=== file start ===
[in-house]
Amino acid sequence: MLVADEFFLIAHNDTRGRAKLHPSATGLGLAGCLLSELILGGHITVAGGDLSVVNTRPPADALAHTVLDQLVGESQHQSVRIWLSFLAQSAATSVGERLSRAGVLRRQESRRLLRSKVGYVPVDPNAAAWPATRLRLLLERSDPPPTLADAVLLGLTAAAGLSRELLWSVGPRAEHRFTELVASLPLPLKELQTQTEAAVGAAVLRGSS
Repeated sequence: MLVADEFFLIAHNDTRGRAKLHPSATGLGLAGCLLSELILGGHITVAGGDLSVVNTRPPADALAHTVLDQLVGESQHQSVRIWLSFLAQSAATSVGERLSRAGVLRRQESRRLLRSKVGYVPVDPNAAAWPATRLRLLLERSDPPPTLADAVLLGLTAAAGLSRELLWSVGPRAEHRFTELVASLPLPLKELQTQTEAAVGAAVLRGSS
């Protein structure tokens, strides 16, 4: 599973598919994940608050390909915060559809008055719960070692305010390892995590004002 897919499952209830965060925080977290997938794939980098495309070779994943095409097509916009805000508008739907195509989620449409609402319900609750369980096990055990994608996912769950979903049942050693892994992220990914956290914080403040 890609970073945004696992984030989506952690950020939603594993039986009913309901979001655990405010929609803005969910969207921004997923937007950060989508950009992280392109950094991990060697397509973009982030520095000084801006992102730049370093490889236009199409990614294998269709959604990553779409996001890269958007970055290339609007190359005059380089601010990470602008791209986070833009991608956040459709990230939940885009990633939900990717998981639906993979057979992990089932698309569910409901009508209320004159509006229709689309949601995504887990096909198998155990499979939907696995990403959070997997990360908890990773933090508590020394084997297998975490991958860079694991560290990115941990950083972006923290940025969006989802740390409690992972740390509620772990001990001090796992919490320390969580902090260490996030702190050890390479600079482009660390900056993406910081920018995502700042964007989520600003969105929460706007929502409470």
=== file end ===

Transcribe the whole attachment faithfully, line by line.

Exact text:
[in-house]
Amino acid sequence: MLVADEFFLIAHNDTRGRAKLHPSATGLGLAGCLLSELILGGHITVAGGDLSVVNTRPPADALAHTVLDQLVGESQHQSVRIWLSFLAQSAATSVGERLSRAGVLRRQESRRLLRSKVGYVPVDPNAAAWPATRLRLLLERSDPPPTLADAVLLGLTAAAGLSRELLWSVGPRAEHRFTELVASLPLPLKELQTQTEAAVGAAVLRGSS
Repeated sequence: MLVADEFFLIAHNDTRGRAKLHPSATGLGLAGCLLSELILGGHITVAGGDLSVVNTRPPADALAHTVLDQLVGESQHQSVRIWLSFLAQSAATSVGERLSRAGVLRRQESRRLLRSKVGYVPVDPNAAAWPATRLRLLLERSDPPPTLADAVLLGLTAAAGLSRELLWSVGPRAEHRFTELVASLPLPLKELQTQTEAAVGAAVLRGSS
């Protein structure tokens, strides 16, 4: 599973598919994940608050390909915060559809008055719960070692305010390892995590004002 897919499952209830965060925080977290997938794939980098495309070779994943095409097509916009805000508008739907195509989620449409609402319900609750369980096990055990994608996912769950979903049942050693892994992220990914956290914080403040 890609970073945004696992984030989506952690950020939603594993039986009913309901979001655990405010929609803005969910969207921004997923937007950060989508950009992280392109950094991990060697397509973009982030520095000084801006992102730049370093490889236009199409990614294998269709959604990553779409996001890269958007970055290339609007190359005059380089601010990470602008791209986070833009991608956040459709990230939940885009990633939900990717998981639906993979057979992990089932698309569910409901009508209320004159509006229709689309949601995504887990096909198998155990499979939907696995990403959070997997990360908890990773933090508590020394084997297998975490991958860079694991560290990115941990950083972006923290940025969006989802740390409690992972740390509620772990001990001090796992919490320390969580902090260490996030702190050890390479600079482009660390900056993406910081920018995502700042964007989520600003969105929460706007929502409470």